I became President and CEO of the Foundation for Hospice and Homecare earlier this year, because I understood the home care and hospice community is committed to every person’s right to receive care in the setting of their choice.
Simply put, people prefer to receive high quality care in the convenience of their own homes near family and friends. This is especially true in Alaska, where the challenges of traveling to receive hospital care can be prohibitive for many.
A new study released by the Foundation for Hospice and Homecare sheds light on the tremendous distances home care and hospice nurses in Alaska and across the nation travel each year to care for patients in their homes.
The study estimates that in 2013 alone Alaska home care and hospice nurses, aides and therapists traveled over 13 million miles to care for patients in their homes. For some perspective, that is equivalent to traveling the distance between Ketchikan and Barrow (1,331 miles) nearly 10,000 times.
In addition, the study estimates that Alaska home care and hospice nurses provided over 2 million home care visits to patients in 2013.
In 2013, home care and hospice nurses nationwide traveled an estimated 7.88 billion miles, at a rate of 21 million miles a day. That means the distance they traveled each day is equivalent to 2.7 million trips across the contiguous U.S. at its widest point (2,892 miles). That’s also an increase of approximately 40 percent since 2006.
In addition to the commitment of home care nurses, what these numbers demonstrate is the fact that more and more people are relying on home and community-based services. With 10,000 seniors turning 65 each day, the need for home and community-based services will continue to grow. According to the U.S. Bureau of Labor Statistics, the home health services industry is number one on the fastest growing employment list.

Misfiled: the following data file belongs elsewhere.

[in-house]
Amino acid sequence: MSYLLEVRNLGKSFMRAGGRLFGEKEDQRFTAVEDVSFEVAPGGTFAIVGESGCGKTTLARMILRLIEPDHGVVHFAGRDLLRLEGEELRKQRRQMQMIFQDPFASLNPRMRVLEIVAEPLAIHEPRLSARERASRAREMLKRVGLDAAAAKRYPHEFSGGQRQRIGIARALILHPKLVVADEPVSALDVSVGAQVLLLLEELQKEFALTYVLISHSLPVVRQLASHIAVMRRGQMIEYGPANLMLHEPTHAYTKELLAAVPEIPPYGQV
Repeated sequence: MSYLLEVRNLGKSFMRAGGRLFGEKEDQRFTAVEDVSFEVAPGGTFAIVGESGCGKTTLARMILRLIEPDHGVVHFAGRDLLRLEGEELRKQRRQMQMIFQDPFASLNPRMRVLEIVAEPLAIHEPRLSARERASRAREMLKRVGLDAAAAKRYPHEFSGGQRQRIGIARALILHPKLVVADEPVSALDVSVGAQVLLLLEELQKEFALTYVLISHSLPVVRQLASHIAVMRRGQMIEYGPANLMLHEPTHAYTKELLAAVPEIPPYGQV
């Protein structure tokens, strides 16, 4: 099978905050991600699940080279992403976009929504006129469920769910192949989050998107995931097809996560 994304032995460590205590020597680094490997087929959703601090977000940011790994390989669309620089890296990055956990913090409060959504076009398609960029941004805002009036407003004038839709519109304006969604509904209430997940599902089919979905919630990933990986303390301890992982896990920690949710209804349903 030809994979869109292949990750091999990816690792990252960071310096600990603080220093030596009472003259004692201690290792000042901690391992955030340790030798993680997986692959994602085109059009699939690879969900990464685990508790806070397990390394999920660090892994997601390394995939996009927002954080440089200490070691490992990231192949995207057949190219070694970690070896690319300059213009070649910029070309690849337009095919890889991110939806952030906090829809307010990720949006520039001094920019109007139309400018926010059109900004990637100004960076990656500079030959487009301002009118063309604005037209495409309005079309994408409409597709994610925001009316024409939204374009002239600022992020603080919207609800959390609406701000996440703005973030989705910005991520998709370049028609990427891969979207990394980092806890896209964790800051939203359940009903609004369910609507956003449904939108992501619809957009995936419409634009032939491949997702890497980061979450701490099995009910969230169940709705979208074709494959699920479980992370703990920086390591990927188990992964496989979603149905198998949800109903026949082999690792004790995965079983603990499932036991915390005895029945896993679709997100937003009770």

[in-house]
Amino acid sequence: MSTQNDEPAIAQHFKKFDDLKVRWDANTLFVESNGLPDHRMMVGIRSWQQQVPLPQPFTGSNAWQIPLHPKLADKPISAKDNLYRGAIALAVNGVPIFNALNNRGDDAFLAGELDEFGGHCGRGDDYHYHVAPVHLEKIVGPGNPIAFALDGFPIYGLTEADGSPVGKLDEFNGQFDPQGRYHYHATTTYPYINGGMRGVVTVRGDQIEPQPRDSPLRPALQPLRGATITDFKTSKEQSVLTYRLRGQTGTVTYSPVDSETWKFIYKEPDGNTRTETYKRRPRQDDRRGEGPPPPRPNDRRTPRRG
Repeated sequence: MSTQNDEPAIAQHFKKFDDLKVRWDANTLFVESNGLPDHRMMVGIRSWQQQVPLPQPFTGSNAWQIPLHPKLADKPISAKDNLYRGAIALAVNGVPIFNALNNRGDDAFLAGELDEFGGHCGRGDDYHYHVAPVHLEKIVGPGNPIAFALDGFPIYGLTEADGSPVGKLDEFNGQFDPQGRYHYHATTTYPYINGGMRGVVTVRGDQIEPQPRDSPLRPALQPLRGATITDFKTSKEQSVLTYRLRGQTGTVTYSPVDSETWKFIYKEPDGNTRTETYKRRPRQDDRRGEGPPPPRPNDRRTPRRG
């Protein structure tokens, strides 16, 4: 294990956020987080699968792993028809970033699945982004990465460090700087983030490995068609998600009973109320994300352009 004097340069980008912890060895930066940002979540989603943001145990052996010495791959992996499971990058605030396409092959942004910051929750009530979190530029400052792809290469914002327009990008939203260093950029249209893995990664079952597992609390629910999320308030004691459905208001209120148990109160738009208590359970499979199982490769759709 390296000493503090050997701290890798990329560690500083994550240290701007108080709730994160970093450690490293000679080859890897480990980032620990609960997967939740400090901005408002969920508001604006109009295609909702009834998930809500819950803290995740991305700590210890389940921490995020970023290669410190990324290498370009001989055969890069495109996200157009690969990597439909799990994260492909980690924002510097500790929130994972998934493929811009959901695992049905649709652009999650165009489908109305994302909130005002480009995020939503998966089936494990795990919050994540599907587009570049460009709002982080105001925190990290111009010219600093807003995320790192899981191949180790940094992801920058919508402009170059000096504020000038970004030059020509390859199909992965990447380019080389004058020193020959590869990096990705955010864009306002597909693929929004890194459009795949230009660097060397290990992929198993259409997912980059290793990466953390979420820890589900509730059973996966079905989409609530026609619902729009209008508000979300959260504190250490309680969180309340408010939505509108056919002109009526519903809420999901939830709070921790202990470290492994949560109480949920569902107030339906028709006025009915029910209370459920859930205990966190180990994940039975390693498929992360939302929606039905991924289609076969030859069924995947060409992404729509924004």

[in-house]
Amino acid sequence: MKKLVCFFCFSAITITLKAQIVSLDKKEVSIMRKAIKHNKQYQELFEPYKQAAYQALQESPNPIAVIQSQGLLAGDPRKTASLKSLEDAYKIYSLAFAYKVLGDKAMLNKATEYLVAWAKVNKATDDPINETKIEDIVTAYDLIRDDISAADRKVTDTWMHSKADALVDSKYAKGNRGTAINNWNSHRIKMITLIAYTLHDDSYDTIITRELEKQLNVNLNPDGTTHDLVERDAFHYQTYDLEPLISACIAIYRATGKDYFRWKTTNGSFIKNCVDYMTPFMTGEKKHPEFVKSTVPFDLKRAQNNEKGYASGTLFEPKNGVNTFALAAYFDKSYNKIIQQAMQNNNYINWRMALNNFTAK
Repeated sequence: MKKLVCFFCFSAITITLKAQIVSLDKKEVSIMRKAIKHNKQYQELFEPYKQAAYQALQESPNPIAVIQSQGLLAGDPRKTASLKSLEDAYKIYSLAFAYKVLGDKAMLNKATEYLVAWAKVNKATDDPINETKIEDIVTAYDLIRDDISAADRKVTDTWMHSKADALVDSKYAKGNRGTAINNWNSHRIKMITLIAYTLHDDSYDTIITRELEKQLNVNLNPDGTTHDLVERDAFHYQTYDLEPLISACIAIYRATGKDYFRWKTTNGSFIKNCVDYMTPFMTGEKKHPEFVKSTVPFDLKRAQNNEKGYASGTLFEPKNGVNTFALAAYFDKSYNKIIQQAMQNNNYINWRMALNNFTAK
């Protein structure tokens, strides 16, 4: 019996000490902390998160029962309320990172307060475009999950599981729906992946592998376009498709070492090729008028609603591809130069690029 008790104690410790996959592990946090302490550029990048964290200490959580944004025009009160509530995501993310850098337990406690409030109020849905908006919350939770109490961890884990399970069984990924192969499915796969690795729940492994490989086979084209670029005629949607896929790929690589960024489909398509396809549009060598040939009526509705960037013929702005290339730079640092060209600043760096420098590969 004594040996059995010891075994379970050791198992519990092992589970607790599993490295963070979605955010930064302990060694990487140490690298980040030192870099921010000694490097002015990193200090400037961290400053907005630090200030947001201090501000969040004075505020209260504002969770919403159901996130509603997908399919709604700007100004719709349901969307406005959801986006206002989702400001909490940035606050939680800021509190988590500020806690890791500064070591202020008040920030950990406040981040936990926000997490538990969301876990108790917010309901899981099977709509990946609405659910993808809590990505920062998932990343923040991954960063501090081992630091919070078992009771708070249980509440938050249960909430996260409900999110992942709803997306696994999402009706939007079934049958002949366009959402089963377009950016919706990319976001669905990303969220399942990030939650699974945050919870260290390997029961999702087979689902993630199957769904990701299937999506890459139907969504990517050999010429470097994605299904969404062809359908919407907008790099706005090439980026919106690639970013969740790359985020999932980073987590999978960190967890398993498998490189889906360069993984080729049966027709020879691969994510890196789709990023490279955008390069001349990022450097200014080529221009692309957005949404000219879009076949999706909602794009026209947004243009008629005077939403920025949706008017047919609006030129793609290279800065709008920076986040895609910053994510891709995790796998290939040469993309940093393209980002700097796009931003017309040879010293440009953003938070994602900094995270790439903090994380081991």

As the demand for home and community-based care grows, the Foundation for Hospice and Homecare support doing the following:
• Establish unified federal telehomecare reimbursement. Despite significant progress in the development and use of advanced telehomecare technologies, the absence of a uniform federal Medicaid and Medicare telehomecare guideline for comprehensive reimbursement is creating barriers to more widespread adoption of telehomecare services.
• Allow Nurse Practitioners and Physician Assistants to certify Medicare home health services. More and more Medicare beneficiaries rely on non-physician practitioners as their primary care provider, especially in rural regions of the nation. While Nurse Practitioners and Physician Assistants are currently able to certify Medicare coverage eligibility for nursing home care, they are not allowed to do the same for less costly home health care that enables beneficiaries to maintain independence in their homes. We need to ensure that our seniors and disabled Americans get the home health care they need in a timely manner while relieving primary care physicians of burdensome paperwork
• Support training and recruitment of home care nurses and personal care assistants. According to the U.S. Bureau of Labor Statistics, home health care services is the industry with the fastest growing employment projections. Federal funding is necessary to support the training of home health care workers, such as forgiving the student loans of nurses and aides who agree to work in rural and underserved areas.
By taking these steps, we can make it easier for Alaskans and people across the country to receive high quality and affordable health care where they want to be—at home.